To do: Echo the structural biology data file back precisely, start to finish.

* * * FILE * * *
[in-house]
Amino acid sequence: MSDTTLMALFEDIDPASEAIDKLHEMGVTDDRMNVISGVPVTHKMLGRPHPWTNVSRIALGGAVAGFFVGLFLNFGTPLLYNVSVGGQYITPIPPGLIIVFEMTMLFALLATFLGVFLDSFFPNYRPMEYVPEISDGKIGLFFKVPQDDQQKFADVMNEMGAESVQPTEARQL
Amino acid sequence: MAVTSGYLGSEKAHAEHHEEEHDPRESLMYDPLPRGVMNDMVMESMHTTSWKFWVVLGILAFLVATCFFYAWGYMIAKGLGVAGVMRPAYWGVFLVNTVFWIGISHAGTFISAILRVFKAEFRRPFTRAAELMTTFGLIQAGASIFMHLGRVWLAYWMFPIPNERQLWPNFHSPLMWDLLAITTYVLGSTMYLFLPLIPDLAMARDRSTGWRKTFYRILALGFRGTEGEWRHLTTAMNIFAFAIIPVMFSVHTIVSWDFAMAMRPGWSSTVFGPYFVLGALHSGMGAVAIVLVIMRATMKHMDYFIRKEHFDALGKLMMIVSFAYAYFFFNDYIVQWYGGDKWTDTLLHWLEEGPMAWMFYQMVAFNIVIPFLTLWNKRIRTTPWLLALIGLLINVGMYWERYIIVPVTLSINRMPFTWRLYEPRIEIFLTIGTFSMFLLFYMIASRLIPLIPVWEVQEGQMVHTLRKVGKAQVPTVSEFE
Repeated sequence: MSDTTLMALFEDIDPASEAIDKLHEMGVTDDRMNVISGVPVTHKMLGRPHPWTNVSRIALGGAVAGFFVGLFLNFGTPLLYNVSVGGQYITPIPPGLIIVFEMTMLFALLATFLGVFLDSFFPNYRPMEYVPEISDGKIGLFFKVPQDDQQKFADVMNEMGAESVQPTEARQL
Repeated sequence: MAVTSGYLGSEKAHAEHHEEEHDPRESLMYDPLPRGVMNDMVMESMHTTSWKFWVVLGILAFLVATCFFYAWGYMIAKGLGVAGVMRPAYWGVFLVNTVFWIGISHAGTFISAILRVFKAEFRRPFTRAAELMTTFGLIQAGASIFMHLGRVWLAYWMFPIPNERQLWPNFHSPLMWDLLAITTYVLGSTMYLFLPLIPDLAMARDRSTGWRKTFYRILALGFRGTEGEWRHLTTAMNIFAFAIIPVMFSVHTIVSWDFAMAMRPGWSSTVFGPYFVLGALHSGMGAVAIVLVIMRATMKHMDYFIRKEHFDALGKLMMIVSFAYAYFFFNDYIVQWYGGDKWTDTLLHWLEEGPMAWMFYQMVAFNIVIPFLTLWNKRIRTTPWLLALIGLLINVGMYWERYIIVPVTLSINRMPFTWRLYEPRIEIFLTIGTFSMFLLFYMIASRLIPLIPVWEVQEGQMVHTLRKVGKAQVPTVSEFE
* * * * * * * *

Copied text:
[in-house]
Amino acid sequence: MSDTTLMALFEDIDPASEAIDKLHEMGVTDDRMNVISGVPVTHKMLGRPHPWTNVSRIALGGAVAGFFVGLFLNFGTPLLYNVSVGGQYITPIPPGLIIVFEMTMLFALLATFLGVFLDSFFPNYRPMEYVPEISDGKIGLFFKVPQDDQQKFADVMNEMGAESVQPTEARQL
Amino acid sequence: MAVTSGYLGSEKAHAEHHEEEHDPRESLMYDPLPRGVMNDMVMESMHTTSWKFWVVLGILAFLVATCFFYAWGYMIAKGLGVAGVMRPAYWGVFLVNTVFWIGISHAGTFISAILRVFKAEFRRPFTRAAELMTTFGLIQAGASIFMHLGRVWLAYWMFPIPNERQLWPNFHSPLMWDLLAITTYVLGSTMYLFLPLIPDLAMARDRSTGWRKTFYRILALGFRGTEGEWRHLTTAMNIFAFAIIPVMFSVHTIVSWDFAMAMRPGWSSTVFGPYFVLGALHSGMGAVAIVLVIMRATMKHMDYFIRKEHFDALGKLMMIVSFAYAYFFFNDYIVQWYGGDKWTDTLLHWLEEGPMAWMFYQMVAFNIVIPFLTLWNKRIRTTPWLLALIGLLINVGMYWERYIIVPVTLSINRMPFTWRLYEPRIEIFLTIGTFSMFLLFYMIASRLIPLIPVWEVQEGQMVHTLRKVGKAQVPTVSEFE
Repeated sequence: MSDTTLMALFEDIDPASEAIDKLHEMGVTDDRMNVISGVPVTHKMLGRPHPWTNVSRIALGGAVAGFFVGLFLNFGTPLLYNVSVGGQYITPIPPGLIIVFEMTMLFALLATFLGVFLDSFFPNYRPMEYVPEISDGKIGLFFKVPQDDQQKFADVMNEMGAESVQPTEARQL
Repeated sequence: MAVTSGYLGSEKAHAEHHEEEHDPRESLMYDPLPRGVMNDMVMESMHTTSWKFWVVLGILAFLVATCFFYAWGYMIAKGLGVAGVMRPAYWGVFLVNTVFWIGISHAGTFISAILRVFKAEFRRPFTRAAELMTTFGLIQAGASIFMHLGRVWLAYWMFPIPNERQLWPNFHSPLMWDLLAITTYVLGSTMYLFLPLIPDLAMARDRSTGWRKTFYRILALGFRGTEGEWRHLTTAMNIFAFAIIPVMFSVHTIVSWDFAMAMRPGWSSTVFGPYFVLGALHSGMGAVAIVLVIMRATMKHMDYFIRKEHFDALGKLMMIVSFAYAYFFFNDYIVQWYGGDKWTDTLLHWLEEGPMAWMFYQMVAFNIVIPFLTLWNKRIRTTPWLLALIGLLINVGMYWERYIIVPVTLSINRMPFTWRLYEPRIEIFLTIGTFSMFLLFYMIASRLIPLIPVWEVQEGQMVHTLRKVGKAQVPTVSEFE